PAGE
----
In patients with chest pain and suspicion of stable coronary heart disease (CHD), therapy depends primarily on narrowing of the coronary arteries (coronary arteries). This is often studied by inserting a cardiology catheter. In case of doubt, pressure in the coronary arteries is further measured. The combination of both methods is currently the accepted standard for treatment decisions. A promising alternative to non-invasive and directly susceptible cardiac blood flow is Cardiovascular Magnetic Resonance (MRI).
Unlike CT tomography, MR does not require ionizing radiation and, moreover, provides more accurate blood flow measurement than usual techniques. Eike Nagel, director of the Institute for Experimental and Translational Cardiovascular Imaging at Goethe University, has demonstrated this. In the MR-INFORM study, 918 patients with cardiac catheterization indicators investigated whether the MR scan provided the same results as current invasive technique.
For this purpose, the patients were randomly divided into two groups. One group received standard heart catheterization with additional measurement of pressure in the coronary arteries, while the other group was noninvasively tested by MRI. When the MRI showed a weakened blood flow to the heart, the researchers planned to follow the catheter examination.
In each test arm, narrowed coronary arteries were dilated when shown in the study. During next year, doctors documented how many patients died, suffered a heart attack, or needed a new vascular dilax. They also noted whether heart problems are still present.
Result: In the MRI group, less than half of the patients needed a diagnostic heart catheter and fewer patients had vascular dilation (36% vs 45%). This means that modern MRI scans can save heart catheter screening for diagnostic and therapeutic purposes. However, both groups did not differ in terms of persistent complaints or the appearance of new complaints, complications, or deaths.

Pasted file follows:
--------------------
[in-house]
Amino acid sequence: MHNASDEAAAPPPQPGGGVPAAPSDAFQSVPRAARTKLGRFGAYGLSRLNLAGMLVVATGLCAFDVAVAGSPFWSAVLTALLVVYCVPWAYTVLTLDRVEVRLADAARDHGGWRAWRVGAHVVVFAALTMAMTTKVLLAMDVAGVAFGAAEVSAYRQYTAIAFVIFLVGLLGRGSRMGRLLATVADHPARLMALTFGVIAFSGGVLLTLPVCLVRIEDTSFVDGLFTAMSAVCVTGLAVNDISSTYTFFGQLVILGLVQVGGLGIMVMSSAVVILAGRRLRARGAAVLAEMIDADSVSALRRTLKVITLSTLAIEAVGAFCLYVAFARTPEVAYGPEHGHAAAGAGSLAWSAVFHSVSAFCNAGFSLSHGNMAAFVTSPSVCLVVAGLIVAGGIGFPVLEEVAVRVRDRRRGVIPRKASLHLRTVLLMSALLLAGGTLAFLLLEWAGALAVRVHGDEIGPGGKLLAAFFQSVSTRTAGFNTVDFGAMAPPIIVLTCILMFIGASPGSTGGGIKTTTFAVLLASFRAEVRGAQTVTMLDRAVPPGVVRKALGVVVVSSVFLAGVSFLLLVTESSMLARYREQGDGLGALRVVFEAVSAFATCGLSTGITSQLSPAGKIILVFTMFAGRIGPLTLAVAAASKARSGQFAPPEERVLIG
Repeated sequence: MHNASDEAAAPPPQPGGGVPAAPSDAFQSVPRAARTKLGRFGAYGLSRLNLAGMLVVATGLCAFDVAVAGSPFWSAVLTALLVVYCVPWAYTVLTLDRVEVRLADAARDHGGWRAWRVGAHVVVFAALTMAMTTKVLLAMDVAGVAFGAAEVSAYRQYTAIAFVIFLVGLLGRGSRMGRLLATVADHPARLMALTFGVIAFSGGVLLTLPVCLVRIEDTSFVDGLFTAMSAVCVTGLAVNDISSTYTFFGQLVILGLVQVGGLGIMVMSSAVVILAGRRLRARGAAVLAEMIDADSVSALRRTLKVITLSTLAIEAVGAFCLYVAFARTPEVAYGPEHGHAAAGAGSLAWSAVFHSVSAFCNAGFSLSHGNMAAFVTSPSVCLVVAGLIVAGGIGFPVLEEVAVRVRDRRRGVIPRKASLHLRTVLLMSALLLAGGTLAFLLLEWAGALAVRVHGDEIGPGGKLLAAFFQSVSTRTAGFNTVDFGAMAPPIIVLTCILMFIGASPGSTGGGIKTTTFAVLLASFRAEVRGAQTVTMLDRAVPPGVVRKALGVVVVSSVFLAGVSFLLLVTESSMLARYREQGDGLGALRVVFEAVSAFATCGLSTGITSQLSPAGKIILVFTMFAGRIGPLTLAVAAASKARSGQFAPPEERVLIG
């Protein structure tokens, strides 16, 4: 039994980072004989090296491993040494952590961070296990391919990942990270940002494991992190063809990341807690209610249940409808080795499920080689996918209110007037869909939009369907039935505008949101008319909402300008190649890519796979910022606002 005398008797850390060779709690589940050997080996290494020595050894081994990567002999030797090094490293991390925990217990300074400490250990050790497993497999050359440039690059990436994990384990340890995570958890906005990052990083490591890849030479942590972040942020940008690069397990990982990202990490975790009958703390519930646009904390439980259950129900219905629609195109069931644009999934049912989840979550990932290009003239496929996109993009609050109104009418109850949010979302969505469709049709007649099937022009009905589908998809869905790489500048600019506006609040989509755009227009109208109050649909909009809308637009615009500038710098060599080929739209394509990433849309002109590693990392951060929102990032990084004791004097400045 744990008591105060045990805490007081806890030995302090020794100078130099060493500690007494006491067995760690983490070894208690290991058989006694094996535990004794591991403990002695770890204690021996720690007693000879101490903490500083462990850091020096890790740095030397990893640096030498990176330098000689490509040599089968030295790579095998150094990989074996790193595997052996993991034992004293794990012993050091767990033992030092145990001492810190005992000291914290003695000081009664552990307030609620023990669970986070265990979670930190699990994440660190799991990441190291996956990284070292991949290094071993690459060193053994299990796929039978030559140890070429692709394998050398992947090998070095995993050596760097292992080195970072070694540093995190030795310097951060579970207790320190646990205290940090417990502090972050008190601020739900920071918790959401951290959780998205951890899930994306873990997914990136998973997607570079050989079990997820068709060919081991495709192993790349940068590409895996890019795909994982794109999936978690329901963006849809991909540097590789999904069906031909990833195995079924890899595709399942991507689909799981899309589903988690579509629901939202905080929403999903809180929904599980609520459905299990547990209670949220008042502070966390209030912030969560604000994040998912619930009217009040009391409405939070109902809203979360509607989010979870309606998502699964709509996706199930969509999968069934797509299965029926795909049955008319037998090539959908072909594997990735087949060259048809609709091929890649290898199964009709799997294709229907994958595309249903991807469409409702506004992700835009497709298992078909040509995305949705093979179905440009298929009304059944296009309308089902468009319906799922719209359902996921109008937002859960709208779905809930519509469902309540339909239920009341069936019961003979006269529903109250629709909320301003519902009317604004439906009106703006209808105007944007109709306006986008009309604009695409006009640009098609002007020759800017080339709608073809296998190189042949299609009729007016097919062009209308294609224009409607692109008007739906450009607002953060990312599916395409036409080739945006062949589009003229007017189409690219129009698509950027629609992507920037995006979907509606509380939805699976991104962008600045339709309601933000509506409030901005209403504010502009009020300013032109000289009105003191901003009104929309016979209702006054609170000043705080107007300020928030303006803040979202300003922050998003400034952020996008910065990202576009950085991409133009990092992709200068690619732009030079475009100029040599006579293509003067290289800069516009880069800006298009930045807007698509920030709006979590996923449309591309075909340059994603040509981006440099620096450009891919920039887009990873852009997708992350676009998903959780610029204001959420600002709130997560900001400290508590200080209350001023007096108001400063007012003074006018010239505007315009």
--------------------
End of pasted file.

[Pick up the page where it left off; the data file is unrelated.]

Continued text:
"This allows patients with stable chest pain, who have previously received a cardiologic catheter, to be examined alternately with blood flow metering using MRI," concludes prof. Eike Nagel. "The results for the patient are just as good, but the MRI scan has many advantages: It lasts less than an hour, patients receive only a small cannula in their arms and are not exposed to radiation." Hope the physician is now using a gentle review as a first-choice method and can thus store heart rate catheter reviews.
Unlike the United Kingdom, where the MRI heart rate is paid by the National Health Insurance Fund (NHS), it is still often difficult in Germany and usually negotiated individually. Nagel also hopes that the study on recognizing soft diagnostics will contribute to and improve care.
Financial support, inter alia, is provided by the British National Institute for Health Research (NIHR) through the Biomedical Research Center (BRC) at the Guy & St. Thomas, by the German Center for Cardiovascular Disease Research (DZHK) and Bayer AG Germany.
Download pictures can be found at: http://www.uni-frankfurt.de/78920068
Title: Measurement of heart muscle circulation by magnetic resonance (above). The dark area of the heart muscle (arrows) indicates a marked circulation disorder. The cardiac catheterization of the same patient (below) shows clearly narrowing in the artery.
Copyright: Eike Nagel, Goethe University
Information: Prof. Eike Nagel, Institute for Experimental and Translation Cardiovascular Imaging, Department of Medicine, Campus Niederrad, Tel: 0151 4197 4195, email@example.com
Eike Nagel et al., Perfusion of Magnetic Resonance or Fraction Flow Reserve in Coronary Disease, in: N Engl J Med 2019; 380: 2418-28.
DOI: 10.1056 / NEJMoa1716734